Obama's 'hot and cold' leader list

By Peter Mitchell

President Barack Obama shakes hands with Australian Prime Minister Malcolm Turnbull after speaking to the media in the Oval Office of the White House in Washington in January. Photo / AP
President Barack Obama shakes hands with Australian Prime Minister Malcolm Turnbull after speaking to the media in the Oval Office of the White House in Washington in January. Photo / AP

Barack Obama and Malcolm Turnbull have a bit of a bromance going on.

It might even rival the US president-Australian prime minister relationship between George W. Bush and his "deputy sheriff" John Howard back in the 2000s.

That's the impression from a new list published in the US ranking the relationships Obama has with 19 world leaders.

Turnbull ranks a surprisingly high third place on Obama's favourites list considering he only took over Australia's top job in September.

Just number one ranked Pope Francis and number two German leader Angela Merkel trump Turnbull.

The list is the latest from the Atlantic magazine's national correspondent Jeffrey Goldberg, who has been given great access to Obama during his presidency, as well as White House officials and other world leaders.

"Obama has apparently formed a good impression of the new Australian Prime Minister, but Turnbull has a structural advantage: American presidents tend to like Australian prime ministers," Goldberg wrote.

"One administration official told me, 'Our allies all give us headaches, except for Australia. You can always count on Australia'."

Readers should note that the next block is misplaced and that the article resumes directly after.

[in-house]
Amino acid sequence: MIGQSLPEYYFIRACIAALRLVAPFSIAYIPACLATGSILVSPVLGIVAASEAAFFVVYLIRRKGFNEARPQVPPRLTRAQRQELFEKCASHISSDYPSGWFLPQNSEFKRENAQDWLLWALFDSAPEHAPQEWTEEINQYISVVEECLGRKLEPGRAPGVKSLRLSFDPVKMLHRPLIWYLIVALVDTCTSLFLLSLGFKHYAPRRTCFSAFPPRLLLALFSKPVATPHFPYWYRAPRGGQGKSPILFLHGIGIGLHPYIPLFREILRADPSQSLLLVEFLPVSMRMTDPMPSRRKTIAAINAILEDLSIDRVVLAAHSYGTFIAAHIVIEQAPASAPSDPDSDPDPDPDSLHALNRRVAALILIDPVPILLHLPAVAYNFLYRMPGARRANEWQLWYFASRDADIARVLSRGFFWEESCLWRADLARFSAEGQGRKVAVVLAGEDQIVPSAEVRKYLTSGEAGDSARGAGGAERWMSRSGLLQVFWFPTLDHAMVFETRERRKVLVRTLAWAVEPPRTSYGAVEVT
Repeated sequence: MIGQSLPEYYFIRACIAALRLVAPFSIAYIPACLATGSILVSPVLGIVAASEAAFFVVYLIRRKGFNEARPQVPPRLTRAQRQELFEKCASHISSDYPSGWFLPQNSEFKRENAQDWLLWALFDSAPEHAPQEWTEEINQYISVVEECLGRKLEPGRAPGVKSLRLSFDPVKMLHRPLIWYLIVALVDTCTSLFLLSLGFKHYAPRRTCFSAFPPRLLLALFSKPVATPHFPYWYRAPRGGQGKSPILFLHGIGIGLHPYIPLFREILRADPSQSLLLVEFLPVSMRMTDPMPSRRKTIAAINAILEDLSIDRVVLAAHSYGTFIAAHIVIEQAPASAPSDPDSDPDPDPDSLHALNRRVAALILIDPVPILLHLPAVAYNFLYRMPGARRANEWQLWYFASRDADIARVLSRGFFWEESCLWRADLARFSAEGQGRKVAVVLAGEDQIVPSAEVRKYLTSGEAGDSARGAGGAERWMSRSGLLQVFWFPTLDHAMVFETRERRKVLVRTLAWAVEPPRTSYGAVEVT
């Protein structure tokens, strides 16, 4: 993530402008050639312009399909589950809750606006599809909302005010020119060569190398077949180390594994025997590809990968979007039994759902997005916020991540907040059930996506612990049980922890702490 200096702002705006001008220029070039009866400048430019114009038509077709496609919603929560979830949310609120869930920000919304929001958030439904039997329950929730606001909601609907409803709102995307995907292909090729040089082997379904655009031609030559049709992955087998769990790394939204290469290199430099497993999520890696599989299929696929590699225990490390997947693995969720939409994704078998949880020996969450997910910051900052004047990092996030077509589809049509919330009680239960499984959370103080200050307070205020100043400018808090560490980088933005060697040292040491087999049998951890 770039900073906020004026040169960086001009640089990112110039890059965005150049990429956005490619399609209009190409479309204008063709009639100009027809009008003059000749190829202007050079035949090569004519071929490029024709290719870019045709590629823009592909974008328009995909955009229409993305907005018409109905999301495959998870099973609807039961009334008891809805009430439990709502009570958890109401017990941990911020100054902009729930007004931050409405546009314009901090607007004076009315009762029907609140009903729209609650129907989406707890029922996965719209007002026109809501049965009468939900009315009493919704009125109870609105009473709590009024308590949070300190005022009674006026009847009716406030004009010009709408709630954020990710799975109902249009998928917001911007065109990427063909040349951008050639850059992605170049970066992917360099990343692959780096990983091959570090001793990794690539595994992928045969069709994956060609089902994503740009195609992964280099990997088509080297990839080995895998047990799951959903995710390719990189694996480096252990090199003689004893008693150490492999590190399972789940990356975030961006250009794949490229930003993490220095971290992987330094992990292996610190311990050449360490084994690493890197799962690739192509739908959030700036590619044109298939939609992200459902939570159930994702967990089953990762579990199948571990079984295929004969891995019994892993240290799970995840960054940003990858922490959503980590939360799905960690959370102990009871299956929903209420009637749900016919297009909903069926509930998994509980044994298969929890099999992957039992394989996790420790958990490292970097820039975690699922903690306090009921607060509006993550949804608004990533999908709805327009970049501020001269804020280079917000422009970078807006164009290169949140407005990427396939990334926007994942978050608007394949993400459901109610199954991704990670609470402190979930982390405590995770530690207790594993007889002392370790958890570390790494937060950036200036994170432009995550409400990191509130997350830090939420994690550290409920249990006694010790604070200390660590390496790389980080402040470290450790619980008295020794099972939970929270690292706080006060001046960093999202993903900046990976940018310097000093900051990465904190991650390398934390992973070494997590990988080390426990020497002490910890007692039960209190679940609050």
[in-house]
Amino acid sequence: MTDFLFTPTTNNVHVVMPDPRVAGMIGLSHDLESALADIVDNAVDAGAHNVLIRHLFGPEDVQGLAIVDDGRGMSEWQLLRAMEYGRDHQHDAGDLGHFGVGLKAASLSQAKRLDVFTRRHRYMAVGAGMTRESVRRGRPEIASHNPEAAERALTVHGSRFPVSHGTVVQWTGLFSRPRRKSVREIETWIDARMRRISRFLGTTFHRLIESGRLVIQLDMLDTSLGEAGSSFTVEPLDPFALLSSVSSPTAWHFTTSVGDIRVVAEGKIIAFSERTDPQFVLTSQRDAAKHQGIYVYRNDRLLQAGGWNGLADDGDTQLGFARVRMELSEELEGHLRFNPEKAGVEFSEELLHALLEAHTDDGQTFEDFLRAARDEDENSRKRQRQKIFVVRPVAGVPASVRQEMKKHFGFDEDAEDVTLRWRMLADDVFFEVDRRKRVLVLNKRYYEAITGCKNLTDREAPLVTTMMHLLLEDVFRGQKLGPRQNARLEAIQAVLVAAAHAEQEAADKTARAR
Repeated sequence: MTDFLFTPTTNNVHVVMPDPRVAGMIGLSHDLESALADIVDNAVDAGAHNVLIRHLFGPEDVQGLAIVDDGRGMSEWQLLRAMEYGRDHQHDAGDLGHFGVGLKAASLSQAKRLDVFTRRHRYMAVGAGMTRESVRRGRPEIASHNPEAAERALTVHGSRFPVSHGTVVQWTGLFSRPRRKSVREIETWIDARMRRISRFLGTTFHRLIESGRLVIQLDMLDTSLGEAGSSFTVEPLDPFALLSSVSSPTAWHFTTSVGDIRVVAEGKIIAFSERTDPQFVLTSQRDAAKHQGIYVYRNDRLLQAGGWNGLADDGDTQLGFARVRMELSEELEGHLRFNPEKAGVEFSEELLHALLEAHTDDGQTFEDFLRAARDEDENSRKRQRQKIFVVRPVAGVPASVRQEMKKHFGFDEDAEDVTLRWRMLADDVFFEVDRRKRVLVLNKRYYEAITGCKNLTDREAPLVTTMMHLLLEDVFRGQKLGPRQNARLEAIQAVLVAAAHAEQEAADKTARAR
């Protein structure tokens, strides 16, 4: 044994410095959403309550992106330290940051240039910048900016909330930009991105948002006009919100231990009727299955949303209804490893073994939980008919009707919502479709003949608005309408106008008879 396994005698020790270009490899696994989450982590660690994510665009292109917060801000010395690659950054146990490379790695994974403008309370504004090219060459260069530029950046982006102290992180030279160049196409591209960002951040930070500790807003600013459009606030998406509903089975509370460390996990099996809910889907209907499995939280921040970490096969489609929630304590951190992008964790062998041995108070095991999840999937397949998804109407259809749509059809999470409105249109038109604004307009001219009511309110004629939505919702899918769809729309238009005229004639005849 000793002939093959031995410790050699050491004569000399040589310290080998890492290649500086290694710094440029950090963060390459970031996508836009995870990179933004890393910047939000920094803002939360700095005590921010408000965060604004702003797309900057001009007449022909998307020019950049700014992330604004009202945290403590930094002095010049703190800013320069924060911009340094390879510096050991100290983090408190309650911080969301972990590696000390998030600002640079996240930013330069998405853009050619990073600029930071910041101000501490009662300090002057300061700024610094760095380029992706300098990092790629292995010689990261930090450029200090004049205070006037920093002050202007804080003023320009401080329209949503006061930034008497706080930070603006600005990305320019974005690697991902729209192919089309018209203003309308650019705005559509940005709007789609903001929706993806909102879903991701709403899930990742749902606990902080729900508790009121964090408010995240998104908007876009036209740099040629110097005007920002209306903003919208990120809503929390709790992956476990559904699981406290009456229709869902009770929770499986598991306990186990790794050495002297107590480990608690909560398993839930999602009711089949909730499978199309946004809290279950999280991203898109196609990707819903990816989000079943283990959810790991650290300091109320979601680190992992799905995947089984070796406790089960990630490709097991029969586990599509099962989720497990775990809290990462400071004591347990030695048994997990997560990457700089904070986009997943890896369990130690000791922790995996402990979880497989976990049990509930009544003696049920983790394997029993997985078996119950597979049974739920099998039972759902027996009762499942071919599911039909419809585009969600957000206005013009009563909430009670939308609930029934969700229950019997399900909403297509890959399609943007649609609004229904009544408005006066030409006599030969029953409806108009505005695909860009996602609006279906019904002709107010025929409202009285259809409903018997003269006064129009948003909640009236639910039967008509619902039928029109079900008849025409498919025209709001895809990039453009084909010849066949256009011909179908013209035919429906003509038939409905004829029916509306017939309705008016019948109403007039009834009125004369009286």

Earlier this month Goldberg published a 20,000-word feature from his numerous interviews with the President, which detailed a private conversation Obama had with Turnbull at November's Apec summit in Manila.

The list ranks Obama's relationships with world leaders from "actually warm" to "ice-cold".

In fourth spot, and considered warm, was British Prime Minister David Cameron. Despite some tensions over military spending Obama "likes the Prime Minister and sees him a bit like a younger brother".

Fifth is Singapore's Lee Hsien Loong, then Canada's Justin Trudeau and Japan's Shinzo Abe.

Sitting down in chilly third last is Israeli Prime Minister Benjamin Netanyahu who is described as "the world leader who consistently frustrates Obama the most, in large part because they are supposed to be close friends".

The bottom two in Obama's relationship freezer are 18th-ranked Iran's Ayatollah Ali Khamenei and the coldest of all, Russia's Vladimir Putin.

"'Not completely stupid' is how Obama describes the Russian leader," Goldberg wrote.


Pope Francis greets faithful after celebrating Palm Sunday Mass, at the Vatican. The Pope is said to be US President Barack Obama's favourite leader. Photo / AP
Pope Francis greets faithful after celebrating Palm Sunday Mass, at the Vatican. The Pope is said to be US President Barack Obama's favourite leader. Photo / AP

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